Review: From Cuba, Mala heads south for another mystic adventure in international cross-pollination on Mirrors, the Deep Medi man's latest LP-length bubbler for Brownswood. Fusing inspirations, energies, talents and techniques from Peru - and working with some of the country's most respected musicians - it's another immersive body of work that genuinely sounds like no other. From the pensive tribal march of "Cusco Street Scene" to the shimmering twangs and dusty, languid claps of "Zapateo" by way of demented insistency of "Looney" and the muddy cosmic textures of "The Calling", Mala has once again immersed himself so deeply into a culture and musical discourse that he not only speaks it fluently but has added to its rich vernacular. Vinyl was invented for albums like this.
Review: Mala's album project comes to light with a healthy amount of expectation. The DMZ / Deep Medi Musik main man has always carried a reverence amongst the dubstep scene for his unfussy approach, staying true to the sound he helped forge in the nascent days of the genre while avoiding over-exposure or buckling to hype and trend where so many of his peers succumbed to change. As such this project sees the man well outside of his comfort zone as he tackles a specific album project whilst sticking his head more clearly overground to work with Gilles Peterson on an adventure in Cuba working with local musicians. This is most definitely Mala's music, and the spiritual, tribal nature of his productions to date only gets enhanced by the influx of Cuban folk sounds. This is no simple case of ripping samples and dropping them for token effect though; the percussive patterns and licks of piano, guitar, horns and voice are completely interwoven into the South London pressure as if they were always meant to be. It's testament to the pure approach Mala takes in the studio that he manages to balance these unlikely bedfellows to such fluid effect. Undoubtedly there will be naysayers who will argue that in doing an album of this nature Mala is diluting his purist vision for dubstep, but in truth the approach and end results he has managed to conjure up bring a revitalising, fresh angle to the genre, which is what it needs in abundance. There's maybe a lack of the "shock of the new" factor as Cubano music is not exactly a stranger to UK dance music forms, and Mala isn't exactly switching his own stance too drastically, but ultimately that doesn't matter. The whole album is direct and immensely satisfying to listen to, capturing the alluring spirit of South American folk tradition and empowering it with the transcendental nature of dubstep in its finest form.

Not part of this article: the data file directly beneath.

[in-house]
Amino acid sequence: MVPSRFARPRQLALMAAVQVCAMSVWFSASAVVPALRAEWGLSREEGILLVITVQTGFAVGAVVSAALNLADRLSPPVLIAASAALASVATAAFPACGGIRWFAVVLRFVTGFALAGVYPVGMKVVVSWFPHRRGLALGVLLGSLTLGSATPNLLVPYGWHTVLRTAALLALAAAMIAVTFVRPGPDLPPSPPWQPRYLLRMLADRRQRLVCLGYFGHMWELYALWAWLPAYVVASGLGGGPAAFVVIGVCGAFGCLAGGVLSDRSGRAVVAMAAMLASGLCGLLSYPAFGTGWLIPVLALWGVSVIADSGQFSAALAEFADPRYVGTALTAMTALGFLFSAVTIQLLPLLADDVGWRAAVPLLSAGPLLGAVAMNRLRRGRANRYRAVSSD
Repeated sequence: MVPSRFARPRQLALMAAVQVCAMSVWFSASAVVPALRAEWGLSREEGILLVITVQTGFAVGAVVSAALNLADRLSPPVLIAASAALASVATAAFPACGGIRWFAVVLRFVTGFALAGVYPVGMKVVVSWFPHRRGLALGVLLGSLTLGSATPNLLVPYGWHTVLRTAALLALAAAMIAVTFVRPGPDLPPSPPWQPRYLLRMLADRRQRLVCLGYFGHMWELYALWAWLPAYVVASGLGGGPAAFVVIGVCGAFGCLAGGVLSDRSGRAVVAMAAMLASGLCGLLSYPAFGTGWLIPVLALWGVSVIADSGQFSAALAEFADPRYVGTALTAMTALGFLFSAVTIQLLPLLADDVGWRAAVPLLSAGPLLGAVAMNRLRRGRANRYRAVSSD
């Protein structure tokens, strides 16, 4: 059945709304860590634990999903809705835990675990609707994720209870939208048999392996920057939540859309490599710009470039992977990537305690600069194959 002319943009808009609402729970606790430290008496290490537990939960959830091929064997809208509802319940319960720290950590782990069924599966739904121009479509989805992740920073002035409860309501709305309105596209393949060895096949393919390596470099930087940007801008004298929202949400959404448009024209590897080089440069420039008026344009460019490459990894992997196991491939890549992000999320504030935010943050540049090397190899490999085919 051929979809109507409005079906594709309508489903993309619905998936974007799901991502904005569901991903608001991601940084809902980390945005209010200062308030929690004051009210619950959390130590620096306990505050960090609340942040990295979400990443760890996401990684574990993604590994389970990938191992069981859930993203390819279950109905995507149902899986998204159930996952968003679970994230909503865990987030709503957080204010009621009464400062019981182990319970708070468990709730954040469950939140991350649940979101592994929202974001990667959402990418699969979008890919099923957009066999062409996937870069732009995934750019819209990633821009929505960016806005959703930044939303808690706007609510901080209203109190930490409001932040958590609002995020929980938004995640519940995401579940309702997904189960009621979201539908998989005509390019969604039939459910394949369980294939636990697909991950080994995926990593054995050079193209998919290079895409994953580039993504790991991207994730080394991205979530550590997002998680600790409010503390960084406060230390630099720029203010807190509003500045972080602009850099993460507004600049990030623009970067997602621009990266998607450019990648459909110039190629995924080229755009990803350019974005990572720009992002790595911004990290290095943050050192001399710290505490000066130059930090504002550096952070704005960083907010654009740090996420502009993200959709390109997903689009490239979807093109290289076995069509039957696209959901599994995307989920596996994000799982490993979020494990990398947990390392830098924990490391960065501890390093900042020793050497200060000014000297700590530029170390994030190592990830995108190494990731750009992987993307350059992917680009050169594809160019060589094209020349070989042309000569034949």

Review: Unlike Mark Lawrence's previous releases, which are primarily expressive of the UK urban environment, Cuba Electronic relies on Latin American influences to delve deeper into the artist's own personal take on dub music. The title track on Side A sees Mala bring out his trademark percussion but this time it's more grounded in tribal roots, where skipping bongos and heavy hi-hats collide with his well-known love for subbass levels. Up next, "Calle" is further based around Cuban musical heritage, where a fast, progressive percussion makes way for stunning trumpet samples and shiny melodies. Another fine instalment of UK-flavoured electronic music from the gifted Mala!